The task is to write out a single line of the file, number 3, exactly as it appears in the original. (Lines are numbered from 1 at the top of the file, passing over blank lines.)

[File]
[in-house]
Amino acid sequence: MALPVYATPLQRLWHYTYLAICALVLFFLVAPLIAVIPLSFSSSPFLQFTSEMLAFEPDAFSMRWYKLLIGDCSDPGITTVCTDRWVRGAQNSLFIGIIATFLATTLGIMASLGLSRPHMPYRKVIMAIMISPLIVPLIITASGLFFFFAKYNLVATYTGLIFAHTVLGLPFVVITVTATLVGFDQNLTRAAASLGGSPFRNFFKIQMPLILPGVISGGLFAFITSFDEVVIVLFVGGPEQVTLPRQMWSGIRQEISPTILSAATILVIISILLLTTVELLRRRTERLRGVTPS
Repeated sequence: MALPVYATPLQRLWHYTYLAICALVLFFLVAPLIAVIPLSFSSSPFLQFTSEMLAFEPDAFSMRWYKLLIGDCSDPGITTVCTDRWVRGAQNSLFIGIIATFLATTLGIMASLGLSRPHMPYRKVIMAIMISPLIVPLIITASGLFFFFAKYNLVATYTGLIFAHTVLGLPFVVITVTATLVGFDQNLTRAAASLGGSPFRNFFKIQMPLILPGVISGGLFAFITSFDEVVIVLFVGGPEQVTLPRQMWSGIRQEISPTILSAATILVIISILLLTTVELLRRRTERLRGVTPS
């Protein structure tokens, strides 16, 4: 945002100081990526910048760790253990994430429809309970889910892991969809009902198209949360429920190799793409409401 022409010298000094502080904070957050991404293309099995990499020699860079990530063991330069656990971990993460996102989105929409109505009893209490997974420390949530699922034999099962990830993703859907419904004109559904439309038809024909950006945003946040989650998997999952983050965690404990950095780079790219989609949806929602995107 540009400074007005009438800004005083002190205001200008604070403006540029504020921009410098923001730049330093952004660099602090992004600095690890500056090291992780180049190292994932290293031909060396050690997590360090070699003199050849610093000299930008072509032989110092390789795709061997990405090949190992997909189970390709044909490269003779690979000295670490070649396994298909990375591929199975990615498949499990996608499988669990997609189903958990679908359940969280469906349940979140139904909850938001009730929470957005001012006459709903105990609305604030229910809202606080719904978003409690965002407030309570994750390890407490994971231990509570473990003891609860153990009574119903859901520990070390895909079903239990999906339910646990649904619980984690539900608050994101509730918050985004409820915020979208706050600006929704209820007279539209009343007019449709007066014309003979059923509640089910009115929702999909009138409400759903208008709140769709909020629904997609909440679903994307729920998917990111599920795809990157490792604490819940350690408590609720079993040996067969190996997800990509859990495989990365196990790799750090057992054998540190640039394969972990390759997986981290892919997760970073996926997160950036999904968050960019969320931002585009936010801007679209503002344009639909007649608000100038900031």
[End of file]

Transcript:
Repeated sequence: MALPVYATPLQRLWHYTYLAICALVLFFLVAPLIAVIPLSFSSSPFLQFTSEMLAFEPDAFSMRWYKLLIGDCSDPGITTVCTDRWVRGAQNSLFIGIIATFLATTLGIMASLGLSRPHMPYRKVIMAIMISPLIVPLIITASGLFFFFAKYNLVATYTGLIFAHTVLGLPFVVITVTATLVGFDQNLTRAAASLGGSPFRNFFKIQMPLILPGVISGGLFAFITSFDEVVIVLFVGGPEQVTLPRQMWSGIRQEISPTILSAATILVIISILLLTTVELLRRRTERLRGVTPS